Despite the impacts of the pandemic, the world’s 60 largest banks increased their financing to the 100 companies most responsible for fossil fuel expansion by more than 10% in 2020
The world’s 60 largest banks have pumped $3.8tn into fossil fuels since the landmark Paris Agreement was signed in 2015, says a report.
The analysis, which was authored by six environmental groups, shows that financing for carbon-intensive industries was higher in 2020 than in 2016 – a trend the organisations say stands in direct opposition to the Agreement’s goal of rapidly reducing carbon emissions to cap the rise in global temperatures to 1.5C.
Despite a pandemic-induced recession that resulted in an across-the-board reduction of fossil fuel funding of about 9%, the report claims the world’s 60 largest banks still increased their financing in 2020 to the 100 companies most responsible for fossil fuel expansion by more than 10%. These banks have poured nearly $1.5tn over the past five years into the 100 top companies expanding fossil fuels.
“The unprecedented Covid-19 dip in global financing for fossil fuels offers the world’s largest banks a stark choice point going forward,” said Ginger Cassady, executive director at Rainforest Action Network.
“They can decide to lock in the downward trajectory of support for the primary industry driving the climate crisis or they can recklessly snap back to business as usual as the economy recovers.”
US-based banks provided largest fossil fuel financing since Paris Agreement was signed
The report shows that US-based banks continue to be the largest global drivers of emissions in 2020, with JPMorgan Chase remaining the world’s “worst fossil bank”.
Despite recently committing to align its financing with the Paris Agreement, the company is continuing to operate with “essentially unrestrained” financing for fossil fuels, according to the analysis.
From 2016 through to 2020, JPMorgan’s lending and underwriting activities have provided nearly $317bn to fossil fuels, which is 33% more than Citi, the next worst fossil bank over this period.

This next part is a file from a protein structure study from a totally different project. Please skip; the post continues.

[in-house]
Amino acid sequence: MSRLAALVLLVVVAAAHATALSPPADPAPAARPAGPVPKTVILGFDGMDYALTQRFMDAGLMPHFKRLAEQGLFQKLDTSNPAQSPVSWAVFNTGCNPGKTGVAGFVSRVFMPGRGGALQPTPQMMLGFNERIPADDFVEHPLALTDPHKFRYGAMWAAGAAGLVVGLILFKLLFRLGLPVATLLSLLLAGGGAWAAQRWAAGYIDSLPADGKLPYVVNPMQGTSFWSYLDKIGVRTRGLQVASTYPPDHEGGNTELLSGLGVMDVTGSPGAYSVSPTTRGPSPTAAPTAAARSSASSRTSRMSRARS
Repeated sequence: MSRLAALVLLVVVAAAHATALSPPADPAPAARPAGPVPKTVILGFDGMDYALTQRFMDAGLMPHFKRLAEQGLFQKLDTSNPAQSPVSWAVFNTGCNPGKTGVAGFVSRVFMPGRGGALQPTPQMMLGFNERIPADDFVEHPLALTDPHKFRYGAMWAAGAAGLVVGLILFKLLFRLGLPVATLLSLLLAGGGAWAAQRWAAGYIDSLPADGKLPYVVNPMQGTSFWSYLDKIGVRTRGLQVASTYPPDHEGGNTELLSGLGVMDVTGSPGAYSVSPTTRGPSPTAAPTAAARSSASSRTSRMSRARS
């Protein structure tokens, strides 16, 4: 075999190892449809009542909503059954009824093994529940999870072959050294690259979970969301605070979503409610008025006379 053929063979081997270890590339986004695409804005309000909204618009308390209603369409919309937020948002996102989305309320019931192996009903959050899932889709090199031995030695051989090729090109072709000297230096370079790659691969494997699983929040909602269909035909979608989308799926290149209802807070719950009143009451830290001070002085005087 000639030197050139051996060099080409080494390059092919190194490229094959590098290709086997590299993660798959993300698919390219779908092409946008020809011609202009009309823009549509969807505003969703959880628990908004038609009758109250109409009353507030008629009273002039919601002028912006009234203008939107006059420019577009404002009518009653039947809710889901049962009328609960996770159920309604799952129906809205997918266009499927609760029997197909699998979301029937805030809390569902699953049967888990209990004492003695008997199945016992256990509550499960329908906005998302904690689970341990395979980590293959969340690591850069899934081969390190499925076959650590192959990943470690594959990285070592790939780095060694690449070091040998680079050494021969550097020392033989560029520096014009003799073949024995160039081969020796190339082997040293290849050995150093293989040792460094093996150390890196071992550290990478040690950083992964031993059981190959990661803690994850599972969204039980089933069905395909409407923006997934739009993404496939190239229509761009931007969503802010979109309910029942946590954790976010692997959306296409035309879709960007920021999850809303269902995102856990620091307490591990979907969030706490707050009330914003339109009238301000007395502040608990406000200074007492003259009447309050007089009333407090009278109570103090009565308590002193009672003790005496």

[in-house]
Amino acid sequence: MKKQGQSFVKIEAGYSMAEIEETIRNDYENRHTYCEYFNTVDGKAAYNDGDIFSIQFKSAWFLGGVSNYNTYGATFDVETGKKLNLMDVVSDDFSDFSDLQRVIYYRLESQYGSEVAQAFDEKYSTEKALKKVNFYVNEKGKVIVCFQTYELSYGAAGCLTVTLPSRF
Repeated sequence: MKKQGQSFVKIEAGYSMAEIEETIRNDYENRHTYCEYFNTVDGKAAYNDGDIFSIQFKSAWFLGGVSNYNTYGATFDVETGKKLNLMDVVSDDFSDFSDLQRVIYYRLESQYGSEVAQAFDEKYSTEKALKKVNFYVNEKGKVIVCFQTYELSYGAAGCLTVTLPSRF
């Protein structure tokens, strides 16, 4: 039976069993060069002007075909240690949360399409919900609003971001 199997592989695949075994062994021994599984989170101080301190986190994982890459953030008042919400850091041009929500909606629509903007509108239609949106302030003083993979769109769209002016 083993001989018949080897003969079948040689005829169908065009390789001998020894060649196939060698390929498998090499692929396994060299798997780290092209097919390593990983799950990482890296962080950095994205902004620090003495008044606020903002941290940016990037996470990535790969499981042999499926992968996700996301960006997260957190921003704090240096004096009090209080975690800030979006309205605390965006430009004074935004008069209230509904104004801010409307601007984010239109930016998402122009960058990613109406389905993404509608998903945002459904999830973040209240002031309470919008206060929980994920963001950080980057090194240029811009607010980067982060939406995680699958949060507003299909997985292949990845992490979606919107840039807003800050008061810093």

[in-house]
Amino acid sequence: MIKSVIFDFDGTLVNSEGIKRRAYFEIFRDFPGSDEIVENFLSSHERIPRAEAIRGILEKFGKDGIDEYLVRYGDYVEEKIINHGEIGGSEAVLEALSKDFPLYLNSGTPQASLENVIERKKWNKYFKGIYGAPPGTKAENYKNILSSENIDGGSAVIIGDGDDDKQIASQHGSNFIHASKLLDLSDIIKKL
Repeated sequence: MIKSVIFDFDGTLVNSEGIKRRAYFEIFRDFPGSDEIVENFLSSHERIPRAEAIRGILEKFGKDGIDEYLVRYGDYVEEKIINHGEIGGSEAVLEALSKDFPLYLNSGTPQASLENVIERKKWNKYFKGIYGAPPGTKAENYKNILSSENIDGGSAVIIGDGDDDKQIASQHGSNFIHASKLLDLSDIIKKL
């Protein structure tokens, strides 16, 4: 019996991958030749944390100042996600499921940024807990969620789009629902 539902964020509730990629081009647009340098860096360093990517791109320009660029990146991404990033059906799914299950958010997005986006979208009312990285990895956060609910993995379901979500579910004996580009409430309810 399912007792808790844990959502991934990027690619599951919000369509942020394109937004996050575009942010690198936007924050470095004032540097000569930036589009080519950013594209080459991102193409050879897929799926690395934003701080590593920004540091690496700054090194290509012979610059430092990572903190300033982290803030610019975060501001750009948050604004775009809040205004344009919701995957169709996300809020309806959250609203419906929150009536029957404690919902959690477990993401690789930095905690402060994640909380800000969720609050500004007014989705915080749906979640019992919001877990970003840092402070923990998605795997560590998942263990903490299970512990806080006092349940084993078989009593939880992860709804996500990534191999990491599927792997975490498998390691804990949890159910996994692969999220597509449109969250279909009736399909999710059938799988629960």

“US-based banks continue to be the worst financiers of fossil fuels by a wide margin,” said Cassady. “Going into the Glasgow climate summit at the end of the year, the stakes could not be higher.
“Wall Street must act now to stop financing fossil expansion and commit to fossil zero, so as to truly align its financing practices with keeping our planet from heating up more than 1.5C.”
The report notes that Wells Fargo’s total fossil financing plunged by 42% in 2020. As a result, the San Francisco-based firm dropped from the fourth-worst fossil bank in 2019, to the ninth-worst in 2020. This is the only time over the past five years it has not been one of the worst four fossil banks.
Elsewhere, French group BNP Paribas’ US subsidiary Bank of the West, which strongly advertises its responsibility on climate action, ranked as the fourth-worst fossil bank in 2020. BNP Paribas provided $41bn in fossil financing in 2020 – marking a 41% increase on its 2019 activity.
This means the biggest absolute increase in fossil financing last year came from BNP Paribas, despite the bank’s strong policy commitments restricting financing for unconventional oil and gas.
Alongside JPMorgan being listed as the world’s worst overall fossil fuel funder over the past five years, RBC was the biggest in Canada, Barclays was the worst in the UK, BNP Paribas was the largest in the EU, while MUFG was the worst in Japan and Bank of China was the biggest in China.
Banks’ climate commitments “out of alignment” with the goals of the Paris Agreement
The report also examined existing climate policy commitments by banks, which it found to be “grossly insufficient” and “out of alignment” with the goals of the Paris Agreement across the board.
It said recent high-profile bank policies focus either on the “distant and ill-defined goal” of achieving “net zero by 2050” or on restricting financing for unconventional fossil fuels.
In general, the analysis notes that existing bank policies are strongest with regards to restrictions for direct project-related financing – but it added that project-related financing made up only 5% of the total fossil fuel financing analysed in the report.
The authoring organisations, which include Rainforest Action Network, BankTrack, Indigenous Environmental Network, Oil Change International, Reclaim Finance, and Sierra Club, said they are united in their demand that respect for Indigenous rights, including the right to Free, Prior, and Informed Consent, and human rights more broadly must be a “non-negotiable requirement for all bank financing decisions”.
Tom Goldtooth, executive director at the Indigenous Environmental Network, said that by bankrolling the expansion of oil and gas, the top banks of the world have “blood on their hands” and that no amount of greenwashing, carbon markets, unproven techno-fixes, or net-zero commitments can “absolve their crimes against humanity and Mother Earth”.
“Indigenous lands globally are being plundered, our inherent rights are being violated and the value of our lives has been diminished to nothing in the face of fossil fuel expansion,” he added.
“For the sacredness and the territorial integrity of Mother Earth, these banks must be held accountable for covering the cost of her destruction.”